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The Shaping of Three Generations of Students’ Expectations Through Fiction
Every fall semester since I began teaching college full-time, I have been struck by how freshmen’s expectations have the potential to set them up for success or failure. In particular, I have seen how students’ understanding of what college can and should be has been defined by the fictional campuses they have encountered in film and television. We children of the 1980s have different expectations than Millenials. Whatever generation comes after them will be equally defined by the presence or absence of engaging fictional places of learning.
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Remembering to Stay Human and Stay Sane
I recently had a former student approach me for advice about applying to doctoral programs in the humanities. What follows is an expansion of that advice (apart from warning about the job market) for a general audience. If you come to me, asking about grad school, these are the core essentials of what I would say. This is what you need to know up front.
Doctoral studies will instigate a personal crisis. This is inevitable. This is especially true of the writing of your dissertation. Nearly half of all doctoral students in the humanities never complete their degrees and the dissertation is the usual reason why. Only rarely would coursework pose a hurdle because, frankly, courses are what you’re good at; otherwise, we wouldn’t be having this conversation.
Hopefully you have already overcome a significant personal crisis. It is not that I hope you have suffered; but we must all face our own struggles and my hope is that you have already developed the habits necessary to overcome one crisis. If not, the dissertation will be a crisis indeed.
You must face the austere horror of the blank page. You must sit down and create something from nothing; or, at least, you must sit down and fashion something functional and whole from a mass of raw material.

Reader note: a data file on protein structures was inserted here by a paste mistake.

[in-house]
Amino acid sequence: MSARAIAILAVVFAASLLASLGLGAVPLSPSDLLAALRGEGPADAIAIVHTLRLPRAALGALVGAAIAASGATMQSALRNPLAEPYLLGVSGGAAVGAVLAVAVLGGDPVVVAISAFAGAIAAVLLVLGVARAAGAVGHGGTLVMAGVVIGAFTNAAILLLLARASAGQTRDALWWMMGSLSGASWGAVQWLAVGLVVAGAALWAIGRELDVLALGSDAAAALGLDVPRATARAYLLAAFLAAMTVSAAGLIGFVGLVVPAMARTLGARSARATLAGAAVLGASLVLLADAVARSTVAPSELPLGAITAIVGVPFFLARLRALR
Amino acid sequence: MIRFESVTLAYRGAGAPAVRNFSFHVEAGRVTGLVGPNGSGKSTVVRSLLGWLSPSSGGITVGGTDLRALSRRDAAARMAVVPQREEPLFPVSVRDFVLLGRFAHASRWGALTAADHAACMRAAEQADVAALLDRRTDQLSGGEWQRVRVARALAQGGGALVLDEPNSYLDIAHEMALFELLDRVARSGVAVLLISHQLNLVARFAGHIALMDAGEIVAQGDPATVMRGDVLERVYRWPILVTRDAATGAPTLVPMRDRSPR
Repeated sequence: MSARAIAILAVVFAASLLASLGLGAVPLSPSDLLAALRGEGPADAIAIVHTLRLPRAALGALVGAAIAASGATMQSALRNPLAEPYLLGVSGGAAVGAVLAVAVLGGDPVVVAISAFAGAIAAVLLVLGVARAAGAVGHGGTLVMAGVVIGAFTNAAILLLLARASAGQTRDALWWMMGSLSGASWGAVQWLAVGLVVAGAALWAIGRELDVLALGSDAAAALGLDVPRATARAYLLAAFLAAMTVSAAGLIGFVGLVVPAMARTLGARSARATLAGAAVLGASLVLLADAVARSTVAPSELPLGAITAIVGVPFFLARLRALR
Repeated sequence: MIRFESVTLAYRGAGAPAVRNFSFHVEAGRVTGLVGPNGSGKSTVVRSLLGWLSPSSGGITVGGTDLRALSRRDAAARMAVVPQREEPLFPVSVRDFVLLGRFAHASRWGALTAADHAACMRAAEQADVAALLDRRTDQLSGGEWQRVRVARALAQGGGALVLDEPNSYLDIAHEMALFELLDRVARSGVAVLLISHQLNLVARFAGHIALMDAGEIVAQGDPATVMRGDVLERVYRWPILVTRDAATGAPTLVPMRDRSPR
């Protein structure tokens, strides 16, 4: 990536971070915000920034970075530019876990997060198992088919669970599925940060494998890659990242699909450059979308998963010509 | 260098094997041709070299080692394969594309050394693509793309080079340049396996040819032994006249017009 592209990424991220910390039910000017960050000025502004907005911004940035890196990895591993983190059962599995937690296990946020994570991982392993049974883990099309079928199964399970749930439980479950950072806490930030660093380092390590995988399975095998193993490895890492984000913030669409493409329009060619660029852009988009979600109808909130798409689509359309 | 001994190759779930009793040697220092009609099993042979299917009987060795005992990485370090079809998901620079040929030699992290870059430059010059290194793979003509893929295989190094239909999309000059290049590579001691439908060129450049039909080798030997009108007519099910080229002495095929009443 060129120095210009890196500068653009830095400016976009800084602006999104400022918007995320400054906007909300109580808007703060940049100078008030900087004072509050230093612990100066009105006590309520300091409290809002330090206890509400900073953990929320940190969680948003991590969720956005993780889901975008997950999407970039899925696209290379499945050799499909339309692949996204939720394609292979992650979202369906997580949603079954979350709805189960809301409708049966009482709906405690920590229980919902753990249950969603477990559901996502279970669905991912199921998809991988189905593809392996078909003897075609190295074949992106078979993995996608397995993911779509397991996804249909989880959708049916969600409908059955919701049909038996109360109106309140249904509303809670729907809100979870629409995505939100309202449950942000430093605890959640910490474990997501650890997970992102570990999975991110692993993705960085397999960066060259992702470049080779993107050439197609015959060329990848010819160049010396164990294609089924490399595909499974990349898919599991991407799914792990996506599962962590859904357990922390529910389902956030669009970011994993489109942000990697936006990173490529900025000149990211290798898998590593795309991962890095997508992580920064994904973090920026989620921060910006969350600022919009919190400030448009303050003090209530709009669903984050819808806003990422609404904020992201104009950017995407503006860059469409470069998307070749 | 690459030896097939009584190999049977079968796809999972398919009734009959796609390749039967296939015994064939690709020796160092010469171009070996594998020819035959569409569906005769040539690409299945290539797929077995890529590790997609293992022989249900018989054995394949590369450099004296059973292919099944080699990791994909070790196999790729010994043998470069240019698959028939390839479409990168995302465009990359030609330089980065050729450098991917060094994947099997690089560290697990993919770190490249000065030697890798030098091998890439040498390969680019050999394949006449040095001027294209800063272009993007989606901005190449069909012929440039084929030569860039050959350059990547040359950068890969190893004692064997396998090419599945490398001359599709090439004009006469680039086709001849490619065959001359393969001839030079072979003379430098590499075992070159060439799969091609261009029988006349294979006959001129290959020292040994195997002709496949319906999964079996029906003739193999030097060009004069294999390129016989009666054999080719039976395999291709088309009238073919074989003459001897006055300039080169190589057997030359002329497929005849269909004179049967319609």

Yes, you must sit down and write. But in order to do so without losing perspective, burning out, and/or freezing in the paralysis that perfectionism can induce, you must achieve a certain balanced discipline.
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When and How (Much)
At the faculty lunch room (which isn’t as glamorous as it sounds, but it’s still pretty nice), years after the fact many of my colleagues continue to talk about what they wish that had done publication-wise after finishing their dissertations.
There are basically two schools of thought:
A. The Piecemeal (a.k.a. Maximum-Quantity-of-Articles) Approach
Publish as many chapters as you can before signing a contract to publish the whole, because you are not allowed to excerpt chapters once the full manuscript is under contract. This has the benefit of maximizing how much you can beef up your C.V. on the basis of that one document. Plus nothing counts toward tenure until you’re hired in a tenure-track job, so if you have confidence that you can get such a position without the full MS being published, then it might make sense to wait.
B. The Giant Step (a.k.a. Book-Sooner-Is-Better) Approach
Assume that this is the MS that will get you the job you want, that you’ll need ample new material to get tenure anyway, and that you will be able to produce such material expeditiously.
I subscribe to the latter. There are a number of reasons for this:
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How to Select a Dissertation Topic in the Humanities